Here is an oped I wrote with John Theis of LSC-Kingwood.
While we lament the decline of civil discourse and participation in civic life, we often overlook how we can reverse these trends by focusing on what happens in our own backyard. If we can improve the quality of our discourse and increase our levels of meaningful participation, then positive political change will result. The improvements will not happen overnight nor will they happen on a grand scale, but they can occur if we shift our gaze to ourselves and our local communities. There is no need to let the polarization and partisan bickering in Washington deter us from making meaningful change and elevating our discourse at the local level.
Here is a new article published in Providence Journal. The topic is on the loss of meaning surrounding Thanksgiving as it is replaced by consumerism.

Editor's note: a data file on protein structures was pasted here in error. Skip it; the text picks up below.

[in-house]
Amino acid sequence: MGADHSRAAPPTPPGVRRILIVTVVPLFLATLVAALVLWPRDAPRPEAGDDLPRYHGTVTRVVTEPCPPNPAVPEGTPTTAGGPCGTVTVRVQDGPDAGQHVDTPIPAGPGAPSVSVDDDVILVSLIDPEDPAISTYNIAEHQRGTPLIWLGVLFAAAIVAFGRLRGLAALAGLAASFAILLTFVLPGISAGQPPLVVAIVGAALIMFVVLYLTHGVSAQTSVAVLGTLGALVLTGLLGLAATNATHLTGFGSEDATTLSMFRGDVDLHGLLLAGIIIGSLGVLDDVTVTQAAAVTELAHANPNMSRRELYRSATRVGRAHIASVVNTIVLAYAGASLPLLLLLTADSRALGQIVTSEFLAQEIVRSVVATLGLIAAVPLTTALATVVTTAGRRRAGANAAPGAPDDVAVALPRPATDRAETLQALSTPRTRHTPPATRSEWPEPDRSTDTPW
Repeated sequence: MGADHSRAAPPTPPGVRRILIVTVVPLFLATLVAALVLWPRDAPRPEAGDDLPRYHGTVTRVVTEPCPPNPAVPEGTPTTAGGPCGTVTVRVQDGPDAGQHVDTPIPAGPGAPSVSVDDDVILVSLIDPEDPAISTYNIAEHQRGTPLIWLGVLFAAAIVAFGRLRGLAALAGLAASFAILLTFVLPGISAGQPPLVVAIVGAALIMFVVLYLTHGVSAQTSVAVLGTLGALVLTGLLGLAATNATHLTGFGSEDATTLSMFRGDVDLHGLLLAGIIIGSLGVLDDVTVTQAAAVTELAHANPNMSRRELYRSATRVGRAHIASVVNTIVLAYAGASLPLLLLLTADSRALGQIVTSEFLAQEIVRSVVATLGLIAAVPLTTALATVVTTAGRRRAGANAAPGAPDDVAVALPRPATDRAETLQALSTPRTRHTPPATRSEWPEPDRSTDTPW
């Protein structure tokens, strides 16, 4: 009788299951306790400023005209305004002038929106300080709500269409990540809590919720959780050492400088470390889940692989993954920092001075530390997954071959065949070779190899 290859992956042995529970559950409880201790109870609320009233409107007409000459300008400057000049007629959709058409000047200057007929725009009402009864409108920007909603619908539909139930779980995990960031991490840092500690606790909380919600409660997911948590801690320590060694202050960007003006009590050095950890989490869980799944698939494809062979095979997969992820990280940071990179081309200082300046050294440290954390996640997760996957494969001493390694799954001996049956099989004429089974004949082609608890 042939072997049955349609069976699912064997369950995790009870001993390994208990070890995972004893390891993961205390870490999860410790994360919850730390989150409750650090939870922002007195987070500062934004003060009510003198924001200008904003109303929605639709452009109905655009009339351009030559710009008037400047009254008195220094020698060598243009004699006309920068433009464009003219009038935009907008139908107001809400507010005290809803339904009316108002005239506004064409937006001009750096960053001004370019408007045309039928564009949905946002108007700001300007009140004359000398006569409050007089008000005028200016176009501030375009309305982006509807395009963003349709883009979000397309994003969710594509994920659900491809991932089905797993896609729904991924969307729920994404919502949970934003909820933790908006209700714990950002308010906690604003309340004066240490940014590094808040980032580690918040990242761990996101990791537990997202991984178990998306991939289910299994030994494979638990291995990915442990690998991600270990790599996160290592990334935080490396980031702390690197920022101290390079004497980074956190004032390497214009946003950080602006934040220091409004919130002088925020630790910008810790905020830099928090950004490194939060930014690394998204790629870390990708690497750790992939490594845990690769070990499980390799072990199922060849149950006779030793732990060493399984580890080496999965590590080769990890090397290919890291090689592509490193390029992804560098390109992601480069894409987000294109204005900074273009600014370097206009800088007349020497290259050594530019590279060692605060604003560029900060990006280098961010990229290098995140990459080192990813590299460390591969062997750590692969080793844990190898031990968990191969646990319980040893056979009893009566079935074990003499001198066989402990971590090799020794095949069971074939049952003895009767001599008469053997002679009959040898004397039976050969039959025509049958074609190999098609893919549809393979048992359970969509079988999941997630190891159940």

Our education system will be made worse through a needless political and legal ploy. In this article I continue my argument about what’s wrong with single-member voting districts for LSCS.
During last month’s meeting I made the argument that single-member districts make governing more contentious and open to corruption. In this article I show what’s wrong with the principle of the shift.
This article argues for the complementary roles of workforce training and a traditional liberal arts education.
The US is the only nation that still seems committed to the idea of using military force to intervene in the Syrian civil war. This article discusses the need to use prudence on deciding what to do next in Syria.
Without natural limits, democratic government is nothing more than a relativistic anarchy cloaked in the misappropriated rhetoric of liberty and equality.
Read this article for a further argument as to why a recognition of limits is necessary for political success.
– See more at: http://texasgopvote.com/issues/grow-economy/what-we-need-victory-2014-and-beyond-part-ii-005789#sthash.T8x9uPdc.dpuf